The circumferentially compressible seal ring 23 must be of appropriate elasticity so as to permit the ring 23 having the oversized closed gap condition to be both installed over the piston 24 or the like and also to be circumferentially compressed upon installation into the cylinder 37 or the like. This requires a material of the type discussed elsewhere herein having a modulus of elasticity and a heat deflection temperature within the ranges specified herein. The preferred material for ring 23 is a nylon (polyamide) material that is glass fiber filled at a level of about 30% by weight, having a modulus of elasticity of about 1,300,000 pounds per square inch, and having a heat deflection temperature of about 485° F. at 264 psi. Other suitable molded resins may be substituted for the preferred filled nylon, provided they meet the requirements contained herein.
The method of sealing in accordance with this invention eliminates or significantly reduces leakage between opposing, reciprocating surfaces. The method includes providing a sealing surface supplying ring having an oversized closed gap condition in order to impart circumferential and radial compressive forces along one of the reciprocating surfaces to provide a uniformly fitting seal, to improve sealing of the surfaces, and to significantly extend the life of the seal.
More particularly, the method of the present invention includes selecting a seal ring that exhibits an oversized closed gap condition to insure that there will be substantially no gaps in the sealing surface or the seal ring even after the ring has been installed and circumferentially compressed over an underlying resilient expander member. The preferred ring has a modulus of elasticity between about 900,000 to 4,000,000 pounds per square inch, preferably between about 1,000,000 to 3,000,000 pounds per square inch. The preferred materials should also have a heat deflection temperature between about 300° to 600° F., preferably between about 400° to 525° F. Generally, these will be injection or compression molded thermoplastic or thermoset synthetic resins, preferably of the self-lubricating type. Ring members of this type can be manufactured in an oversized closed gap condition and can be advantageously circumferentially compressed in accordance with this method.
As previously mentioned, the preferred material for the ring member is a filled polyamide. Examples of other suitable materials include polysulfones, polyether sulfones, polyphenylene sulfides, ethylene-tetrafluoroethylene, and polybutylene terephthalate. Preferably these materials are self-lubricating, are injection or compression molded, and include a suitable filler, such as glass fiber or carbon. These materials generally have some self-lubricating properties without having to add special lubrication substances. They may also have incorporated therein lubricants such as molybdenum disulfide, teflon, or silicone oils so as to increase their self-lubricating properties.
The method includes circumferentially compressing a ring having a sealing surface that is in overlying circumferential communication with a resilient expander member to thereby develop radial and circumferential expansive forces. This circumferentially compressed sealing surface is usually provided by gradually compressing the snythetic resin seal ring member around the resilient expander member, which is itself thus radially and circumferentially compressed, while feeding the leading circumferential edge of the ring member between the surfaces being sealed. This step continues until all of the sealing surface is between the reciprocable surfaces being sealed.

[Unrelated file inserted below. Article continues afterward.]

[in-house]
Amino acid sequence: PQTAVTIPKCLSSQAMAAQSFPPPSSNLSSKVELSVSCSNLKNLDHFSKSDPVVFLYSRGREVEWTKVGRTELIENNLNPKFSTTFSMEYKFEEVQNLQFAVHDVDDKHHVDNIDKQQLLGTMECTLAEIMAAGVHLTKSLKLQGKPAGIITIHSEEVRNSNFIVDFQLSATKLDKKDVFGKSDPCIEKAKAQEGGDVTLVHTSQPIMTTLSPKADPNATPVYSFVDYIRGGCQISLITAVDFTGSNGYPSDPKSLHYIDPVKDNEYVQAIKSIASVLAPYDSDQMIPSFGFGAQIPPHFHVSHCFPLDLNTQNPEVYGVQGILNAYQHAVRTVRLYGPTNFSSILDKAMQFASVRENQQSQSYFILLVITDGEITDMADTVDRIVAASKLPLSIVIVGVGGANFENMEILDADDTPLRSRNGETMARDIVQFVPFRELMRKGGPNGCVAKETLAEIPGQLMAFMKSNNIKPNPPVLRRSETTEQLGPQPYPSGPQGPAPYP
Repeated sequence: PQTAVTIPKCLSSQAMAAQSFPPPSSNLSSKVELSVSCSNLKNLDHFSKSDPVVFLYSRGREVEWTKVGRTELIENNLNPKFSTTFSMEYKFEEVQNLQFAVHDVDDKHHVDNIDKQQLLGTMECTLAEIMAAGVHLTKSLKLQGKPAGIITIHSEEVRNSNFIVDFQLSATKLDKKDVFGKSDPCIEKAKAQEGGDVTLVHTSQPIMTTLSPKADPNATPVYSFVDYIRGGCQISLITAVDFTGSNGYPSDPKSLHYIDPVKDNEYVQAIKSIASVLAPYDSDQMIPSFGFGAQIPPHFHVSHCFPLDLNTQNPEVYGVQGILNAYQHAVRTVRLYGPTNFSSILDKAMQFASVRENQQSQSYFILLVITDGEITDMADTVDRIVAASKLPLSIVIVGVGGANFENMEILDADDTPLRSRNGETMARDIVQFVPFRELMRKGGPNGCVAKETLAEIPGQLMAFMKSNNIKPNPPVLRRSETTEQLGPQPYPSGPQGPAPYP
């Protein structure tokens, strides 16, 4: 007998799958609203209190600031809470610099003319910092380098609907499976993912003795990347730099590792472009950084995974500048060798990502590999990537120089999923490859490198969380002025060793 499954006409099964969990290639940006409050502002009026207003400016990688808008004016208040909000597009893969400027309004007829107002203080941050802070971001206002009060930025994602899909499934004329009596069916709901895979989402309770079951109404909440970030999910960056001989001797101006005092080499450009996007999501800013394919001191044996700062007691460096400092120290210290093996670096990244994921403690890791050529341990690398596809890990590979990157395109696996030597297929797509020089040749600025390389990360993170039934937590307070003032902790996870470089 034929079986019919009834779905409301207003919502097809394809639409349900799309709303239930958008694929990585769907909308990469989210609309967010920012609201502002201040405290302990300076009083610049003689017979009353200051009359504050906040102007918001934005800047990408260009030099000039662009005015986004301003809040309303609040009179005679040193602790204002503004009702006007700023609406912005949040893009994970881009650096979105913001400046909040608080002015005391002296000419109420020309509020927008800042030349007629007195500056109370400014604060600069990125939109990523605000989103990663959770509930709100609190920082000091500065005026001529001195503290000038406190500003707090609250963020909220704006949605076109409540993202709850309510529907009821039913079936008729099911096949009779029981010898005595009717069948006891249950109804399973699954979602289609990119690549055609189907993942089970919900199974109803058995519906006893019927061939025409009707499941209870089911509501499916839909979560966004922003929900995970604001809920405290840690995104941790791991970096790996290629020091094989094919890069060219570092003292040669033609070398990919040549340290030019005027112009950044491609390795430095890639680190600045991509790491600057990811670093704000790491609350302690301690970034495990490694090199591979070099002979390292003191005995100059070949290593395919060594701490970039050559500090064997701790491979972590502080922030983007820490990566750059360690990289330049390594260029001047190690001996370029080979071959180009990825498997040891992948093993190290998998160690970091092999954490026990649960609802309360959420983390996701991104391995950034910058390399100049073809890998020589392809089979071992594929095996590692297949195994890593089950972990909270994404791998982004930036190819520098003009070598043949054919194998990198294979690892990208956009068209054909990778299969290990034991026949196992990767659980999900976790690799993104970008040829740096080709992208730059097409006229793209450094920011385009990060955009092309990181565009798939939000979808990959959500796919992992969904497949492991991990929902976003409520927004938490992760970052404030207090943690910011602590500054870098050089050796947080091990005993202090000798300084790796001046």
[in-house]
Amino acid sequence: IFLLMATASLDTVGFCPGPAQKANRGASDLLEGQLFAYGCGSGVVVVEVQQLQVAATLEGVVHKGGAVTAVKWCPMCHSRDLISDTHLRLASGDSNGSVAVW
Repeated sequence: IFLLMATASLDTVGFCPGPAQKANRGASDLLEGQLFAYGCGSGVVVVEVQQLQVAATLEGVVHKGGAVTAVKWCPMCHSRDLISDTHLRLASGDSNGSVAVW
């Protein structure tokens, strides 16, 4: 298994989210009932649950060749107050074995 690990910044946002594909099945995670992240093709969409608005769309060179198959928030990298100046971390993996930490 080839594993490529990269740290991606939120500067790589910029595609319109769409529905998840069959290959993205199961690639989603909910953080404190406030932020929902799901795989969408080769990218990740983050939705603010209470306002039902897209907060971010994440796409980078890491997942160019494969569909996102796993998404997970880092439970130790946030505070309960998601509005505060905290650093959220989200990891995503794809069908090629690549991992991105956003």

By these steps, the generally circumferential forces applied to compress the seal ring member in conjunction with its oversized closed gap condition and the generally radial forces provided by the resilient expander member combine to provide a slidable seal between opposing cylindrical surfaces, which seal remains substantially leakage-free during reciprocating movement of the cylindrical surfaces. Most importantly, the resilient expander remains substantially undamaged because the seal ring installation in accordance with this method eliminates any significant gaps in the ring which avoids nibbling or extrusion of the resilient, elastomeric expander member which will lead to eventual failure of the seal assembly.
As an optional step in this method, a secondary resilient expander member may be provided within a stepped joint of the seal ring member. By this step, a secondary seal is formed in order to substantially eliminate any fluid leakage through the axial surfaces of the stepped joint. Generally, without this optional step, the method permits some minimal leakage across the sealing surface. When this optional step is included, such leakage is all but eliminated. Depending upon variables such as the fluids being acted upon by the piston-and-cylinder assembly, reciprocation speeds, time, and temperature, leakage on the order of 10 cc per minute may be observed when this step of providing the secondary seal is omitted.
This invention is particularly suitable for use within piston and cylinder arrangements included in heavy duty hydraulically powered equipment, for example, for a back hoe system of materials handling equipment.
Modifications and variations of the described embodiments of this invention will be apparent to those skilled in the art, and it is thus contemplated that such changes may be made without departing from the spirit of the invention or the scope of the appended claims.